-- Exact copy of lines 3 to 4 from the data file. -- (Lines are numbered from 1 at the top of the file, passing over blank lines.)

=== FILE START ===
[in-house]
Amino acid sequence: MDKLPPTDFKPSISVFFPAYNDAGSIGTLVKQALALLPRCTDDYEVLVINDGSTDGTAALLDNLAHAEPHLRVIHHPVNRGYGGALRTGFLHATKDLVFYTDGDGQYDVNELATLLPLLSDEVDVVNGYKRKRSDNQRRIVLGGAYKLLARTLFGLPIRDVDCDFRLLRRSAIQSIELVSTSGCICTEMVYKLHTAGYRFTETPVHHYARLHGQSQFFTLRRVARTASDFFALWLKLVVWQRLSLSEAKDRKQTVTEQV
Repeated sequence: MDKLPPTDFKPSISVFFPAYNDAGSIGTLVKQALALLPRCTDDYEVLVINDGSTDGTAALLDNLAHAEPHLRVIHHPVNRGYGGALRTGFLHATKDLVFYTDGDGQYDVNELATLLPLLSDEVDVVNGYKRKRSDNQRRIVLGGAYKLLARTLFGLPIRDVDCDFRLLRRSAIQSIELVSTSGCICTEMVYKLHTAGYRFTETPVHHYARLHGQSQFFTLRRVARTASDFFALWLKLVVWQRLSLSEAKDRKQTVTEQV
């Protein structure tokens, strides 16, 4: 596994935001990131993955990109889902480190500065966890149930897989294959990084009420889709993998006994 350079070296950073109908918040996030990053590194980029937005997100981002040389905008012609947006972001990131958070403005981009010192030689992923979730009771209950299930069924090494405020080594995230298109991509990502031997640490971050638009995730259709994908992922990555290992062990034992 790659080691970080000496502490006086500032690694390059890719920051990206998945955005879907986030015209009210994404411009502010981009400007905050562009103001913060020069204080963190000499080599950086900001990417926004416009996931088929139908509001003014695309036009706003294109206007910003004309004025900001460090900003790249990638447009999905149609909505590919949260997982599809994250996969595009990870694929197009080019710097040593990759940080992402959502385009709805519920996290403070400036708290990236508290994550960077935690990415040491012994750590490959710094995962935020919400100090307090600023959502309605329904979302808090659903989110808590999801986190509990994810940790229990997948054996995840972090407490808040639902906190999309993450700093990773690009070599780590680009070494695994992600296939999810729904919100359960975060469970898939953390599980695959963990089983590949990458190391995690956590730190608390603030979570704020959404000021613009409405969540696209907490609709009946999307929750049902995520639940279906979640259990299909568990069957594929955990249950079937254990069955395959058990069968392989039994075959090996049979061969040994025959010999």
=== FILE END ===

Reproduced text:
Repeated sequence: MDKLPPTDFKPSISVFFPAYNDAGSIGTLVKQALALLPRCTDDYEVLVINDGSTDGTAALLDNLAHAEPHLRVIHHPVNRGYGGALRTGFLHATKDLVFYTDGDGQYDVNELATLLPLLSDEVDVVNGYKRKRSDNQRRIVLGGAYKLLARTLFGLPIRDVDCDFRLLRRSAIQSIELVSTSGCICTEMVYKLHTAGYRFTETPVHHYARLHGQSQFFTLRRVARTASDFFALWLKLVVWQRLSLSEAKDRKQTVTEQV
């Protein structure tokens, strides 16, 4: 596994935001990131993955990109889902480190500065966890149930897989294959990084009420889709993998006994 350079070296950073109908918040996030990053590194980029937005997100981002040389905008012609947006972001990131958070403005981009010192030689992923979730009771209950299930069924090494405020080594995230298109991509990502031997640490971050638009995730259709994908992922990555290992062990034992 790659080691970080000496502490006086500032690694390059890719920051990206998945955005879907986030015209009210994404411009502010981009400007905050562009103001913060020069204080963190000499080599950086900001990417926004416009996931088929139908509001003014695309036009706003294109206007910003004309004025900001460090900003790249990638447009999905149609909505590919949260997982599809994250996969595009990870694929197009080019710097040593990759940080992402959502385009709805519920996290403070400036708290990236508290994550960077935690990415040491012994750590490959710094995962935020919400100090307090600023959502309605329904979302808090659903989110808590999801986190509990994810940790229990997948054996995840972090407490808040639902906190999309993450700093990773690009070599780590680009070494695994992600296939999810729904919100359960975060469970898939953390599980695959963990089983590949990458190391995690956590730190608390603030979570704020959404000021613009409405969540696209907490609709009946999307929750049902995520639940279906979640259990299909568990069957594929955990249950079937254990069955395959058990069968392989039994075959090996049979061969040994025959010999």